The new 13-inch MacBook Pro with a faster M2 chip launches this Friday. Ahead of time, early reviews of the notebook have been shared by some YouTube channels and media outlets, offering a hands-on look at the performance improvements.
The only notable change to the 13-inch MacBook Pro is the M2 chip, which features an 8-core CPU and a 10-core GPU. Apple said the M2 chip has up to an 18% faster CPU, up to a 35% faster GPU, and up to a 40% faster Neural Engine compared to the M1 chip. The new 13-inch MacBook Pro features the same design as the previous model, including the Touch Bar and two Thunderbolt 3 ports on the left side of the machine.
The new 13-inch MacBook Pro's headphone jack has also gained support for high-impedance headphones, in line with the 14-inch and 16-inch models.
With the M2 chip, the 13-inch MacBook Pro can be configured with up to 24GB of unified memory, whereas the M1 chip maxes out at 16GB of memory. In line with the previous model, the notebook also supports up to 2TB of SSD storage.
13-inch MacBook Pro pricing continues to start at $1,299 in the United States, with space gray and silver color options available.
Many reviews agreed that it might be worth waiting for the redesigned MacBook Air with the M2 chip, which Apple says will be available in July. The new MacBook Air starts at a lower price of $1,199 and features newer design elements like MagSafe charging, a 1080p camera, thinner bezels around the display, physical function keys, and more.
However, one notable difference between the notebooks is that the MacBook Air features a fanless design, while the MacBook Pro has an active cooling system to ensure sustained performance for users with more demanding workflows.
If you just need a good, new laptop, wait for the upcoming MacBook Air. You get a slightly larger, more modern-looking screen, a better webcam, nicer speakers, and a fast-charging support, all in an overall lighter package (and fun colors!). This MacBook Pro remains an awkward middle child and doesn't bring nearly enough to the table to be worth your while.
Viewed in a vacuum, the MacBook Pro 13 is a great laptop with outstanding performance and unbeatable battery life, characteristics that put it ahead of some of its PC rivals. Zoom out and it's hard to see where this model fits within Apple's portfolio. The most direct rival to this entry-level Pro isn't the more premium versions, but rather, the MacBook Air. Not only does the Air have a lower starting price, but it has a larger display, a better webcam, quad speakers, more interesting color options, a slimmer chassis, and the benefit of a traditional shortcut row.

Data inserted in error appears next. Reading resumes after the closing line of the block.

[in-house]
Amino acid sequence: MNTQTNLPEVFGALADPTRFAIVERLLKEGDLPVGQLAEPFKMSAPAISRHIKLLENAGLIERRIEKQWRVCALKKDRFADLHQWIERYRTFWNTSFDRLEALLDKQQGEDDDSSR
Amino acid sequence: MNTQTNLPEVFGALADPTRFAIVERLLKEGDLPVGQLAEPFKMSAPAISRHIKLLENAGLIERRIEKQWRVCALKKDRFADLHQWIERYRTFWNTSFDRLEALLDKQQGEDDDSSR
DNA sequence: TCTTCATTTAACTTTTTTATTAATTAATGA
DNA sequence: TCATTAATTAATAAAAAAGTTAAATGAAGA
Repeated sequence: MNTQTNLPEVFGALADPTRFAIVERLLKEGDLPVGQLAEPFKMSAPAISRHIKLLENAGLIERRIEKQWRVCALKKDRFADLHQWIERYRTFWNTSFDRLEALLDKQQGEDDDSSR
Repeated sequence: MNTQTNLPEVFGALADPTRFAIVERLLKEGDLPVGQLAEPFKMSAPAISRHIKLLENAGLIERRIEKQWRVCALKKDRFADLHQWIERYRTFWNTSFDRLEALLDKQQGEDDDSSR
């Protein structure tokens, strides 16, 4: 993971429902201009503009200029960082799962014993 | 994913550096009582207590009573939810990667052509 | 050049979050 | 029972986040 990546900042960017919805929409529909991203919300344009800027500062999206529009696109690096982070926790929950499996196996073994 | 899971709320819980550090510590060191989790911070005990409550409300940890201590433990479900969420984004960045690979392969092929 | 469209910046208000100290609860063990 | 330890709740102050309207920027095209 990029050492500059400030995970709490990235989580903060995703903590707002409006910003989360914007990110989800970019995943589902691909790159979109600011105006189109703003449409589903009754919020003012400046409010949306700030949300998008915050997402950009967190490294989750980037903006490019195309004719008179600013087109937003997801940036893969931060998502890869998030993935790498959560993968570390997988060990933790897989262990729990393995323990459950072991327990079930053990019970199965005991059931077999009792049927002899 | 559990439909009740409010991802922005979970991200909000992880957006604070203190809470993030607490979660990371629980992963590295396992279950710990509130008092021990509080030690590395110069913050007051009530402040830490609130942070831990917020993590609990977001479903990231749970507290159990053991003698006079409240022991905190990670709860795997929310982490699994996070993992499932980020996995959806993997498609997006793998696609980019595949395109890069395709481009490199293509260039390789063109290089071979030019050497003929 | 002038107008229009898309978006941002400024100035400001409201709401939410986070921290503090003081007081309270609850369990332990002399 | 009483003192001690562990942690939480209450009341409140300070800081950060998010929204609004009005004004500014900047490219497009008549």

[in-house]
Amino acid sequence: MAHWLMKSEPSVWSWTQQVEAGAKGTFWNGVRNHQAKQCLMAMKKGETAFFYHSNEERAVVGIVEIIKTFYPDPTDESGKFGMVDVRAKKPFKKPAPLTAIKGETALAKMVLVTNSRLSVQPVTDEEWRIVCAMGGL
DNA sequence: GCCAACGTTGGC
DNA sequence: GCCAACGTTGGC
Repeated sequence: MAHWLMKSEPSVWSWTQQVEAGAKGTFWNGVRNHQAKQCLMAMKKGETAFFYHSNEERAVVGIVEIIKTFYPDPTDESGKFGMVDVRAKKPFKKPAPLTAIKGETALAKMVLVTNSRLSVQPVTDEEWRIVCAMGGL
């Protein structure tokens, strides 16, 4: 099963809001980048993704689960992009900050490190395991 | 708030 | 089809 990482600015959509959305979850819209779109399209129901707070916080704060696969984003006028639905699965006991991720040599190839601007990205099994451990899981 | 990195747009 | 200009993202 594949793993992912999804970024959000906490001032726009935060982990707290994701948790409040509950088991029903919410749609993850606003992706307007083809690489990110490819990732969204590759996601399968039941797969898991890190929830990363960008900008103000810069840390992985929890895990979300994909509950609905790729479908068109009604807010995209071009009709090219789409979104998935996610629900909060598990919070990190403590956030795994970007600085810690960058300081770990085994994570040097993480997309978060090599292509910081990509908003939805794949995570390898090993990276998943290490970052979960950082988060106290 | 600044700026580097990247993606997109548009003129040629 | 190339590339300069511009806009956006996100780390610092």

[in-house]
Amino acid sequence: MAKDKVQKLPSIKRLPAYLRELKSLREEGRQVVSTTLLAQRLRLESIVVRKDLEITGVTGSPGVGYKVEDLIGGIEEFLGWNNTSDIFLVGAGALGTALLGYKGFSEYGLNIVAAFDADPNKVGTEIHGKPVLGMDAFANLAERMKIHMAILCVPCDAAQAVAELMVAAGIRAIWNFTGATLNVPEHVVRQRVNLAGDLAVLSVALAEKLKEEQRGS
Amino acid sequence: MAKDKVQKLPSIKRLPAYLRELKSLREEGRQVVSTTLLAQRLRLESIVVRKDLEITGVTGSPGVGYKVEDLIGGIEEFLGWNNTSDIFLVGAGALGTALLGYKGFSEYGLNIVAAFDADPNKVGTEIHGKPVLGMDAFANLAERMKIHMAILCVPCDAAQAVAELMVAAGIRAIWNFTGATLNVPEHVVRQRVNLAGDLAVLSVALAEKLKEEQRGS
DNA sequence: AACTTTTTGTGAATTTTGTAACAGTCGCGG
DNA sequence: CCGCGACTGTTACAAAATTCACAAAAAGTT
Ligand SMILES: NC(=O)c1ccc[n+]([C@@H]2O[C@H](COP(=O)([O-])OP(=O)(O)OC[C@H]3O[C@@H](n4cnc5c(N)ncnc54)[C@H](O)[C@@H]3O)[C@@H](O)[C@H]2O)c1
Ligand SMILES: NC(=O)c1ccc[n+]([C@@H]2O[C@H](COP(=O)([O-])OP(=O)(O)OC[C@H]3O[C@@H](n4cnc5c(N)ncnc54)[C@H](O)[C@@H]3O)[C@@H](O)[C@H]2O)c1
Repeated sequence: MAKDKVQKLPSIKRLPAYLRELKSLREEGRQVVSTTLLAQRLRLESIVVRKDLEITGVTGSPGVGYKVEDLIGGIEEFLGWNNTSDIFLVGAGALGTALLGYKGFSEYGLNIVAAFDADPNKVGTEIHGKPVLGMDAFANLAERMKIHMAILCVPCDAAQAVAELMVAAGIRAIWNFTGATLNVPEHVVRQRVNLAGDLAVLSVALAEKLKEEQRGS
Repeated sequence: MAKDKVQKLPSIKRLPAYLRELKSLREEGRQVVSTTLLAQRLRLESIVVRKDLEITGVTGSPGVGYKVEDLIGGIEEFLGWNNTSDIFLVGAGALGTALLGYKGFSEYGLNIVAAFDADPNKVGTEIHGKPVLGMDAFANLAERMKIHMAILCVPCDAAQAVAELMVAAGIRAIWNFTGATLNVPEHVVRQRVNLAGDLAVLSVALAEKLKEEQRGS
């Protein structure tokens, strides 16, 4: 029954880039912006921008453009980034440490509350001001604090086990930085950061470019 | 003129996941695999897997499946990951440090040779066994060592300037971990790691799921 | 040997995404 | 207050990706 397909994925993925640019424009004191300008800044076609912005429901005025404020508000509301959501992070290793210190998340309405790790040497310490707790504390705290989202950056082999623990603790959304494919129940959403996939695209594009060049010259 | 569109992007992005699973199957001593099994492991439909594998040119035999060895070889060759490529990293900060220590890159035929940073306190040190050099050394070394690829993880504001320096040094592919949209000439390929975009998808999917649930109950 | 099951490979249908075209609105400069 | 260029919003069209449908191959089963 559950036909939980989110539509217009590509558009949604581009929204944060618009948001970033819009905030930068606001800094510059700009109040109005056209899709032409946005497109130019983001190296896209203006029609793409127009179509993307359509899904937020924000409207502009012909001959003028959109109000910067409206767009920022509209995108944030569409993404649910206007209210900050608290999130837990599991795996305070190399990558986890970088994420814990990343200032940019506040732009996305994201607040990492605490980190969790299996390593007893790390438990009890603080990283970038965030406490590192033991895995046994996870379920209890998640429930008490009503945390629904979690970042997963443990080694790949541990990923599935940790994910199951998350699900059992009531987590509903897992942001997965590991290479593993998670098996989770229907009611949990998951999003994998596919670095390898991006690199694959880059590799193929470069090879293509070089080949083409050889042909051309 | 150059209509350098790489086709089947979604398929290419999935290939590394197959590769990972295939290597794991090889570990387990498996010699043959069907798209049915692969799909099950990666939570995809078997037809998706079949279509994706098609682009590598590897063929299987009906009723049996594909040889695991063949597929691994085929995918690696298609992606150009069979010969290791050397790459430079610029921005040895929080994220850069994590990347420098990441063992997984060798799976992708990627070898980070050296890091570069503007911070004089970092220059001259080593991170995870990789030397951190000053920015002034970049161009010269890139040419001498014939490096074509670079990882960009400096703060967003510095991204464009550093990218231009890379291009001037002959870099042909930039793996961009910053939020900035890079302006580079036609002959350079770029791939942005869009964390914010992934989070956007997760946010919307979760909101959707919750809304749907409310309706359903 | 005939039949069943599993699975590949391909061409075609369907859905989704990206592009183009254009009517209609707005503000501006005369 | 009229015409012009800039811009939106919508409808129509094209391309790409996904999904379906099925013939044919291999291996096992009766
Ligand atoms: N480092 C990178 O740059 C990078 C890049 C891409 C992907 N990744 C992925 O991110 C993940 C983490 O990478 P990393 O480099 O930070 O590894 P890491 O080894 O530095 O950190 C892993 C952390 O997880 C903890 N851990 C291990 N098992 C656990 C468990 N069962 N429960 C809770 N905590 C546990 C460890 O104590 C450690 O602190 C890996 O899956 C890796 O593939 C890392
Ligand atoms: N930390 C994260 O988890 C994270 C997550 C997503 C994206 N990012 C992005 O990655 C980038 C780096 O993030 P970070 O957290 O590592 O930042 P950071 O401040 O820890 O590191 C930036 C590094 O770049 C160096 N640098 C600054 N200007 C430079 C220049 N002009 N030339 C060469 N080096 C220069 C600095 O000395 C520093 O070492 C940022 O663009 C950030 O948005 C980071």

This would be the perfect device for someone like me — if it weren't for the new MacBook Air. This new MacBook Air, also powered by the M2, is coming very soon. It will be, as far as I can tell from Apple's website, the same price as the M2 MacBook Pro for the same specs in most cases (they level out at the $1,499 mark). But, unlike the MacBook Pro, the M2 MacBook Air did get a big redesign, and it includes all kinds of new features — including new colors, a larger display, a 1080p webcam, and, especially, MagSafe — that this device doesn't have.
Chin shared several benchmarks comparing the new 13-inch MacBook Pro with the previous model powered by the M1 chip. Geekbench 5 results confirm the new 13-inch MacBook Pro has up to 18-20% faster multi-core performance than the previous model.
TheStreet's Jacob Krol said the new 13-inch MacBook Pro delivers even more impressive battery life compared to the previous model:
Notably, our battery test beat the promised 20 hours of video playback that Apple was promising. In our testing, the 13-inch MacBook Pro lasted for 23 hours and 15 minutes with a 4K playback test. I also set the brightness to 50% and turned off connectivity during the playback. It's quite impressive, and in day-to-day use, it's tough to make the MacBook Pro die.
I could easily have the 13-inch MacBook Pro last over a full day of use, coming in around 18 hours of full use, and the laptop can sit in standby mode for several days.
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- CNET's Dan Ackerman
- Pocket-lint's Stuart Miles
- iMore's Gerald Lynch
- Six Colors' Jason Snell
- TechRadar's Matt Hanson
- Forbes' David Phelan
- Macworld's Roman Loyola
- PCMag's Brian Westover
- CNN Underscored's Mike Andronico